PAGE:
Wednesday, June 27, 2012
Inequality: It's not just about money
LAST Saturday's articles ('The Nordic give & take' and 'When money gets in the way') explored the rich-poor divide in Singapore and the social model of the Scandinavian countries.
Particularly eye-catching was the photo of a huge private medical suite and the account about a hunchbacked old cleaner who had to work for a living.
The message was that our society is unequal; that money, or rather the lack of it, is the problem; and that this can be solved if everyone, particularly the rich, contributes more.
To me, the important thing about a hospital stay is that one gets well. Whether one does so in a fan-cooled eight-bed ward or in an air-conditioned private suite is secondary.
Getting well is the cake, doing so comfortably is the icing. Social equality means everyone gets a slice of the cake, but it does not mean everyone gets the icing.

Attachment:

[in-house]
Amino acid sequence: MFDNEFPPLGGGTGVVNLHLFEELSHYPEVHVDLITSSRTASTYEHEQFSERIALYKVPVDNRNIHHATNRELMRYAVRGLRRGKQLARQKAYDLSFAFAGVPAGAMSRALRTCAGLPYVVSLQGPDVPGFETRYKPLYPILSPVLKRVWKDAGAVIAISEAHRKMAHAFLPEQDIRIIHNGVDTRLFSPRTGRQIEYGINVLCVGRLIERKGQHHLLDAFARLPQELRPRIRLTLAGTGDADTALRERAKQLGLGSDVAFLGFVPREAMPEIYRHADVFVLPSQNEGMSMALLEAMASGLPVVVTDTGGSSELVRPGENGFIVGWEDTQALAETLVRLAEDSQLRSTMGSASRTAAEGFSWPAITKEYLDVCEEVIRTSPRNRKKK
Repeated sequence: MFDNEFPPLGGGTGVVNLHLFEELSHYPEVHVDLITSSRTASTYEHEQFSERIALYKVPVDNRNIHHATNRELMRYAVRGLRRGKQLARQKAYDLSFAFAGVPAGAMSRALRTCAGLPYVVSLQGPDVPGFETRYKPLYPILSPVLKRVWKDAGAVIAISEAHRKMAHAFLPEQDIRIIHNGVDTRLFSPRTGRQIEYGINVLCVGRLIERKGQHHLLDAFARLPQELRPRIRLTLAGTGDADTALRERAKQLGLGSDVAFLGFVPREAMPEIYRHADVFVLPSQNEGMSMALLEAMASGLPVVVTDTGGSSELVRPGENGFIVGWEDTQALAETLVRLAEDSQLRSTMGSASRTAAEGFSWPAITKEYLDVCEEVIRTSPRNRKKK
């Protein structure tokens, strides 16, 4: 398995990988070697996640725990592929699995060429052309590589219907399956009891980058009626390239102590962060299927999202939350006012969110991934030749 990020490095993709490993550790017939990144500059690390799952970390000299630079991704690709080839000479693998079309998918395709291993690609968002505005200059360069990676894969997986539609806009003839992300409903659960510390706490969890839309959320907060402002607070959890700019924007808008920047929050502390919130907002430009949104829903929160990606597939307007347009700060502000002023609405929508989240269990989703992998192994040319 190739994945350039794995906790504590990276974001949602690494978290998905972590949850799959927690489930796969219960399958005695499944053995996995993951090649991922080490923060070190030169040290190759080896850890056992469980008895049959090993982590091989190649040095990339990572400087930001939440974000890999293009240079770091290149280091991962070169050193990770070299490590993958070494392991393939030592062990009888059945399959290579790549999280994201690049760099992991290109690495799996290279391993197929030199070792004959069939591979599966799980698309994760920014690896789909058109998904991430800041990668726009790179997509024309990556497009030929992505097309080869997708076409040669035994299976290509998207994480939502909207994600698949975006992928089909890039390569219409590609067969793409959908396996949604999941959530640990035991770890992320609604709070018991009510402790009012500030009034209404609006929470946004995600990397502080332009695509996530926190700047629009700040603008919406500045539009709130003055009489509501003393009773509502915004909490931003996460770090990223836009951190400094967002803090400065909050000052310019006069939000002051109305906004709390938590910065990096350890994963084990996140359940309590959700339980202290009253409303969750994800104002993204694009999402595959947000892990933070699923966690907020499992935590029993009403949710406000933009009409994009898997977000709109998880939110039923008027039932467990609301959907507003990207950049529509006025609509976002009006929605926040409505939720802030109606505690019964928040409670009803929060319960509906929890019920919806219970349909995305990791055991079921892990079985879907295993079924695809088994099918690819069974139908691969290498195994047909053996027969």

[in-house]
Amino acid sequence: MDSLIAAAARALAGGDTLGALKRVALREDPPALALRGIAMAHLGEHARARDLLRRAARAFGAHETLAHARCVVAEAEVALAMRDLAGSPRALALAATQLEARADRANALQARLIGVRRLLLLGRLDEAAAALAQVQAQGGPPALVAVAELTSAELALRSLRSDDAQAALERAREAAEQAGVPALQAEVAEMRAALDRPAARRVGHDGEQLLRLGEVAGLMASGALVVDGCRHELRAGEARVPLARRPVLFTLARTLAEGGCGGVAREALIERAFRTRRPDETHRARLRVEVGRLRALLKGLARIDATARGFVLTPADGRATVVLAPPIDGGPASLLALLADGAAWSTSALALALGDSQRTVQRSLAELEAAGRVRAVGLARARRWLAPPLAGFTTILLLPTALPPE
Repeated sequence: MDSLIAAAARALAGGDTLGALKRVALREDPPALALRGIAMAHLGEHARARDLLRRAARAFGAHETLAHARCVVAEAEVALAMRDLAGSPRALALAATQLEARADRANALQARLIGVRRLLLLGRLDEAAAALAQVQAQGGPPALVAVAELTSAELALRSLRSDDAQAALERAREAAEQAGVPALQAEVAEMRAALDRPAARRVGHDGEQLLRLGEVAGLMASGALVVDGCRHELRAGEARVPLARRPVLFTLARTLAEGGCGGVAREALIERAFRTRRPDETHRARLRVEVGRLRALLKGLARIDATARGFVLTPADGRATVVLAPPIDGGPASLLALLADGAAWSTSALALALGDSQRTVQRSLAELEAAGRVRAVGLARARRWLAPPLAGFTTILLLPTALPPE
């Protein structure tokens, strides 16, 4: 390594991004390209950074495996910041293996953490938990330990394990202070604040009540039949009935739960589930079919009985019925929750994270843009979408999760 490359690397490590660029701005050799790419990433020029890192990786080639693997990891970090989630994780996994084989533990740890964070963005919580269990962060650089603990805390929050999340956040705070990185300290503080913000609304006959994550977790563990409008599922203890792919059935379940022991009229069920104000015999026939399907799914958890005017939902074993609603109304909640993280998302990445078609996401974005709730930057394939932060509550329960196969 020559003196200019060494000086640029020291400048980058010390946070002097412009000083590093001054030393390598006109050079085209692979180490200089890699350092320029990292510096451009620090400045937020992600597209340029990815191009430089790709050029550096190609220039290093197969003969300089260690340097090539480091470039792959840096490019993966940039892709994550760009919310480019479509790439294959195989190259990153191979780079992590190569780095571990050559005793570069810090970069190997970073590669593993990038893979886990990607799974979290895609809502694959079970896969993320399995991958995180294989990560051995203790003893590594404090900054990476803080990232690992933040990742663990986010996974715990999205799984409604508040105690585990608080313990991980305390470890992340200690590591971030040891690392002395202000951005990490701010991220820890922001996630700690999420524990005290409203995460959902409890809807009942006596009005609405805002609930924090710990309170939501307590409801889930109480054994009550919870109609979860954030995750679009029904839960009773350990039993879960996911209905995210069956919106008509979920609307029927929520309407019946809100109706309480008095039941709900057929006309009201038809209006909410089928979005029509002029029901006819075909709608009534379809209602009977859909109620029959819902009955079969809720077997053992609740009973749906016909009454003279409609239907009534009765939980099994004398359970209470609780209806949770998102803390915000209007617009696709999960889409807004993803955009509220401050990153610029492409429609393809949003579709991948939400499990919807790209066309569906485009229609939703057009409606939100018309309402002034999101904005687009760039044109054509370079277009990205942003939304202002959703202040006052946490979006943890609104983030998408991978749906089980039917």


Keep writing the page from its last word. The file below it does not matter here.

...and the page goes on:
Where medical care is concerned, instead of asking what the rich are getting, it is more important to ask what the poor are not getting.
The old cleaner personifies the needy group of elderly people in our society.
What the article did not mention is whether most of these people have family support.
For those with families but who are left to fend for themselves, it is not about the rich-poor divide. For those with no families, before discussion of the Scandinavian model can become meaningful, we need to ascertain if it is true that there are neither people nor resources to help them.
Perhaps the Ministry of Community Development, Youth and Sports can address this issue.
In every society, there will always be simmering resentment towards the relatively well-off.
This makes it attractive to frame social problems as simply money issues arising from the rich-poor divide. The concern is that such a simplistic treatment ignores the real issues of greater importance.
Tey Chee Meng